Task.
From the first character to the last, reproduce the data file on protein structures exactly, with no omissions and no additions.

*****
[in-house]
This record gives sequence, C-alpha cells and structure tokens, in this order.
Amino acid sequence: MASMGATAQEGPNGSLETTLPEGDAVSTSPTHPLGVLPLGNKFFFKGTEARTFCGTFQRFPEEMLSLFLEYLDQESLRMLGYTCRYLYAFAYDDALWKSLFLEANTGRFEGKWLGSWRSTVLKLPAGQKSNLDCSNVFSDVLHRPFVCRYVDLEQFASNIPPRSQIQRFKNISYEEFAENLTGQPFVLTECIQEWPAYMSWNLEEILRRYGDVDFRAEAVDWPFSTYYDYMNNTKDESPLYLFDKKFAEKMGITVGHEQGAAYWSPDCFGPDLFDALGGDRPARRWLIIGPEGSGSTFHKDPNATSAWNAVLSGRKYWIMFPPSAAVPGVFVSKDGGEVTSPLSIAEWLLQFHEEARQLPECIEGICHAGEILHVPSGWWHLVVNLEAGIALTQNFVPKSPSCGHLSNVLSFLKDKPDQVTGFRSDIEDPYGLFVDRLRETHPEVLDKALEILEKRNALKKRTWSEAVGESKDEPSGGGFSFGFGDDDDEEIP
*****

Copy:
[in-house]
This record gives sequence, C-alpha cells and structure tokens, in this order.
Amino acid sequence: MASMGATAQEGPNGSLETTLPEGDAVSTSPTHPLGVLPLGNKFFFKGTEARTFCGTFQRFPEEMLSLFLEYLDQESLRMLGYTCRYLYAFAYDDALWKSLFLEANTGRFEGKWLGSWRSTVLKLPAGQKSNLDCSNVFSDVLHRPFVCRYVDLEQFASNIPPRSQIQRFKNISYEEFAENLTGQPFVLTECIQEWPAYMSWNLEEILRRYGDVDFRAEAVDWPFSTYYDYMNNTKDESPLYLFDKKFAEKMGITVGHEQGAAYWSPDCFGPDLFDALGGDRPARRWLIIGPEGSGSTFHKDPNATSAWNAVLSGRKYWIMFPPSAAVPGVFVSKDGGEVTSPLSIAEWLLQFHEEARQLPECIEGICHAGEILHVPSGWWHLVVNLEAGIALTQNFVPKSPSCGHLSNVLSFLKDKPDQVTGFRSDIEDPYGLFVDRLRETHPEVLDKALEILEKRNALKKRTWSEAVGESKDEPSGGGFSFGFGDDDDEEIP